Tuesday, February 27, 2007

Eddy's Update (from his blogger)

Eddy found out from his Guardian Angel yesterday that he would be released today. After being picked up by his family, Eddy got a haircut and saw his nephew & a new addition to the family. His parents were adoringly intent on overfeeding him. Though his deportation obstacle is still present, beginning tonight, Eddy will reside in Oakland. As soon as he is set up on a computer, he looks forward keeping in touch with you personally from now on through this blog.

Stay tuned.


From Eddy's Guardian Angel:

Friends & supporters of Eddy Zheng:

This afternoon, Eddy Zheng was released from immigration detention! This does NOT mean that he will not be deported. It only means that he is no longer being held in immigration detention, while the government goes through the procedures of carrying out his deportation, which could take a while. He is continuing to challenge his deportation order in federal courts, which will probably take another year. If the government is able to carry out his deportation before the courts overturn the deportation order, he will be sent back to China.

This was a very unexpected and unusual development, and we only found out yesterday that they were planning to release him today.

This is the first time Eddy has been on the outside in 21 years -- since January 1986. He was reunited with his family at around 1pm in San Francisco today. He asked me to let you all know that he is extremely grateful for all of your support over the years. He said that he is very excited and that it feels very natural to be out.

This is an extraordinary victory, although it is not yet complete. We are all extremely excited about focusing on winning the final part -- the overturning of his deportation order.

Stay tuned for info on an event to welcome Eddy back.

It's nice to finally share some good news with you all...

Sunday, February 25, 2007

The Sixth Day

The Chinese is superstitious during the lunar new year. They follow religiously the many "do"s and "don't"s to ensure a prosperous year.

One of the "don't"s is that you can't cut your hair on the sixth day of the new year.

I'd planned to get a haircut yesterday, but I wasn't able to find a seat. Also, the person cutting my hair wanted to go to sleep. Therefore, I had to wait until today to get a haircut.

Yesterday was the sixth day of the new year.

Today, I look fabulous.

Saturday, February 24, 2007

Words of Wisdom

"I believe that all the hardships we face only build character in us. We can look at the icy barrenness of a garden in winter and hardly imagine that it will be in bloom in the spring. Sometimes when we are under pressure, we can't see the purpose. But Jews are compared to the olives. When we are under pressure the pure olive is extracted."

Whenever I read the wisdom from my Jewish brother Stephen, my spirit is uplifted.

Friday, February 23, 2007

One Two, One Two

The Chinese detainee who had learned how to play all varieties of American games left for China today. He was ecstatic. He no longer has to deal with the struggle of language barriers.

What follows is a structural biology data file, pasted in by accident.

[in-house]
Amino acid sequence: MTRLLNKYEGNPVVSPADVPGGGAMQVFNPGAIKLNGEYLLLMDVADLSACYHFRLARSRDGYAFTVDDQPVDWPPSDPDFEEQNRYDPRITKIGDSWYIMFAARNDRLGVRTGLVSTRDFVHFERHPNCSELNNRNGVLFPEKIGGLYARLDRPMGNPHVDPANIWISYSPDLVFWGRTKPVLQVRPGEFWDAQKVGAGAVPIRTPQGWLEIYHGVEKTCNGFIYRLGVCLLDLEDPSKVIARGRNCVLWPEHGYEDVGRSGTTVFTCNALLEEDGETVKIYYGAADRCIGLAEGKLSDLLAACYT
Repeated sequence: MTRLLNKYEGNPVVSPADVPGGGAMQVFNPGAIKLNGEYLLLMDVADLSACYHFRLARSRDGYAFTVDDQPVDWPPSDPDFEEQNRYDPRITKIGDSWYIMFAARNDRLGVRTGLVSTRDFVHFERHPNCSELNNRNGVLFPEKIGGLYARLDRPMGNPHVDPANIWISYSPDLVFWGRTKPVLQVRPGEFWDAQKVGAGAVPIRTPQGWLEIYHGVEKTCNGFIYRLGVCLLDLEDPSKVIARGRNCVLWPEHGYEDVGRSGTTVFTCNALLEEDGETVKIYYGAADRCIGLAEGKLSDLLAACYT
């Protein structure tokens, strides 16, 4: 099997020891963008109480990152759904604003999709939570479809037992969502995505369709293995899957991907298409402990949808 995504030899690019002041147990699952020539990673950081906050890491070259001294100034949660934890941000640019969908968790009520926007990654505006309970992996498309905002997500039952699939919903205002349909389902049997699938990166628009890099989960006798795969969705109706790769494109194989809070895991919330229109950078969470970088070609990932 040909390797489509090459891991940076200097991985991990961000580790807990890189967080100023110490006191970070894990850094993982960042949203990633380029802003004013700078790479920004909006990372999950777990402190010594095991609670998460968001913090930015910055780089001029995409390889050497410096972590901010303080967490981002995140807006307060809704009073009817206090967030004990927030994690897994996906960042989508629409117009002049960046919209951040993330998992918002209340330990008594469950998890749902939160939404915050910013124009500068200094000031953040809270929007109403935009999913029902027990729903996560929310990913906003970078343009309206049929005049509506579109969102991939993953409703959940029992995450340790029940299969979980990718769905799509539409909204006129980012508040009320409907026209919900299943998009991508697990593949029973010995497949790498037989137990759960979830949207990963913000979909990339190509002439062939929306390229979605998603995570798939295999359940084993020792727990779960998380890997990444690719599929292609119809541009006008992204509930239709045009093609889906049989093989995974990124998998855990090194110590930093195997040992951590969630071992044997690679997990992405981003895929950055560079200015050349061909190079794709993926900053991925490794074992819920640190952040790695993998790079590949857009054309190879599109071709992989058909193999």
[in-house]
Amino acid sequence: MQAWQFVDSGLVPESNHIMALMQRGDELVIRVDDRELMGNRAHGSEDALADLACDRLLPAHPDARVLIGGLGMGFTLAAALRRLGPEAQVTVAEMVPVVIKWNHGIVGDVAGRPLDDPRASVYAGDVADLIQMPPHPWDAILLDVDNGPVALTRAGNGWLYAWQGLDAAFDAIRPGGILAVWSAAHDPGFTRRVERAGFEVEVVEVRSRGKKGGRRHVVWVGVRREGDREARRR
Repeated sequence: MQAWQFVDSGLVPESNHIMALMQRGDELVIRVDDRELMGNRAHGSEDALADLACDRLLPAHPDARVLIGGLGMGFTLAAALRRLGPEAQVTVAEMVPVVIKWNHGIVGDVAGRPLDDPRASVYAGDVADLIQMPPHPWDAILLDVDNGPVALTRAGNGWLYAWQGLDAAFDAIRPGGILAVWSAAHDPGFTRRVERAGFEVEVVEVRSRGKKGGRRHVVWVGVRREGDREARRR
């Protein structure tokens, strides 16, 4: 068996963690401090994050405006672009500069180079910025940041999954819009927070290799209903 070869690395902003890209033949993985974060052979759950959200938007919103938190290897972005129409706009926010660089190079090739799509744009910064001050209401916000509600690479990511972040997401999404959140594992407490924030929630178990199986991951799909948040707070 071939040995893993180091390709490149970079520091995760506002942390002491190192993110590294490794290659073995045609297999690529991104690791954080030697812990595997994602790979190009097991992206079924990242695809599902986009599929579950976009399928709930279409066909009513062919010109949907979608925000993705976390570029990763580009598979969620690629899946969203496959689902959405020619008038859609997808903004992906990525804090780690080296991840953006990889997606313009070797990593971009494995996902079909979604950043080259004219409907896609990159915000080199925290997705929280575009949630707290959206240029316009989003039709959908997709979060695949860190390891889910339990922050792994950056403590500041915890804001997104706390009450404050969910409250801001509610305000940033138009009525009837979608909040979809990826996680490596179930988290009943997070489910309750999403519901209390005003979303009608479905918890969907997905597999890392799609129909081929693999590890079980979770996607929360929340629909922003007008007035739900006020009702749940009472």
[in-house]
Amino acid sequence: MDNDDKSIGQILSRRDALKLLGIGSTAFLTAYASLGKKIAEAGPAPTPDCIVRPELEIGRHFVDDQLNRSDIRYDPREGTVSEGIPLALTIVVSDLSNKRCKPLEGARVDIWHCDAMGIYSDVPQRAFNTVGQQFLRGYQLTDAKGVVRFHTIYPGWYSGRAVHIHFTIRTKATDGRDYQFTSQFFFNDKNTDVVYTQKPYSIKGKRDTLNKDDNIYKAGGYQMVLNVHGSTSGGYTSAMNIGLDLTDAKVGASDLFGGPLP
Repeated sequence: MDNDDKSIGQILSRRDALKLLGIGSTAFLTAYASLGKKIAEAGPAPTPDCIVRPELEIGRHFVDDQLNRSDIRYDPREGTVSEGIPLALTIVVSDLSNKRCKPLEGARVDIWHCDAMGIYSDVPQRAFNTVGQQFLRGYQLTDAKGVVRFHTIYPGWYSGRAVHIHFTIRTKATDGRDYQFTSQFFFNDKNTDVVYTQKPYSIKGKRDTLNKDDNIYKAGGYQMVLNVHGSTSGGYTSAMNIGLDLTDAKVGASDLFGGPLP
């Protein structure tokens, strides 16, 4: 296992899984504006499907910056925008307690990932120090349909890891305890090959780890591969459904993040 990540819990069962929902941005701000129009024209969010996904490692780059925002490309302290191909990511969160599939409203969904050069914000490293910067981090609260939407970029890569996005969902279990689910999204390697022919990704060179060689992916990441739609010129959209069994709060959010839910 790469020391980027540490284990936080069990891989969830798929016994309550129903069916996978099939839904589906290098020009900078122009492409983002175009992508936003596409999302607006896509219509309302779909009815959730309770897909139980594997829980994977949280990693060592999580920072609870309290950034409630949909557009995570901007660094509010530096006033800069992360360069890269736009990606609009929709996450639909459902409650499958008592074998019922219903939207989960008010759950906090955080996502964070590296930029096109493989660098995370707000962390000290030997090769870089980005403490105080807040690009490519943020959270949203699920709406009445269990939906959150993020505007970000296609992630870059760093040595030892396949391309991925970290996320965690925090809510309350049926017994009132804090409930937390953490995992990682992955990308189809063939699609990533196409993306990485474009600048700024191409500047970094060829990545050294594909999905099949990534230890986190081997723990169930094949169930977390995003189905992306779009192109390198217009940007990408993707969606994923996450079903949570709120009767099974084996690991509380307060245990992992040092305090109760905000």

For those detainees who lived with him, they'll remember him as "one two, one two". That's because he uses those two words every day when he plays the card game Uno.

I can imagine him teaching his Chinese friends in China Uno and yelling, "One two, one two."

Thursday, February 22, 2007

One More Fight to Go

After being locked up for 28 years, a Peruvian life prisoner earned his parole. Instead of going home to be with his family and enjoying his freedom, ICE picked him up and detained him for deportation. Like me, he will be locked up in this immigration detention facility to fight for his release.

Though I haven't seen him in person, Juan and I knew each other when we were in San Quentin. he was the one who taught me how to "fish" when I was solitary confinement for the first time. I appreciate his help.

I'm happy for Juan and his family. He's free at last, almost.

Wednesday, February 21, 2007

Expressing Bitterness

A Chinese detainee explained to me how a Canadian detainee and his clique had bullied him. They wouldn't let him sit at the table to eat his meals. He doesn't speak any English, so he couldn't communicate with the bullies. All he could do was cuss at them in Chinese. He didn't back down. One thing led to another, and Canadian guy pushed him. The deputies intervened before things escalated into serious violence.

While the Chinese guy expressed his frustrating experience to me, I thought about the suffering immigrants must endure due to language barriers.

It's sad that some immigration detainees feel the need to take advantage of others because they don't speak English. They feel the need to get territorial while they're dealing with deportation.

i can assure you that there is plenty of bitterness in immigration detentions.

Tuesday, February 20, 2007

Kids and the Law

I have to applaud the Foundation of the State Bar of California for producing the Youth Survival Guide and Kids and the Law. It has provided a thorough and plethora of information on the laws that kids, youths, adults, and families must know.

It's great that those information came in multilingual format. I implore all the Asian Pacific Americans to get a copy of those survival guides. They can save lives.

I just received a copy of Kids and the Law through the Singtao Chinese Newspaper. It's a pleasant surprise.

Monday, February 19, 2007

In Search of Roots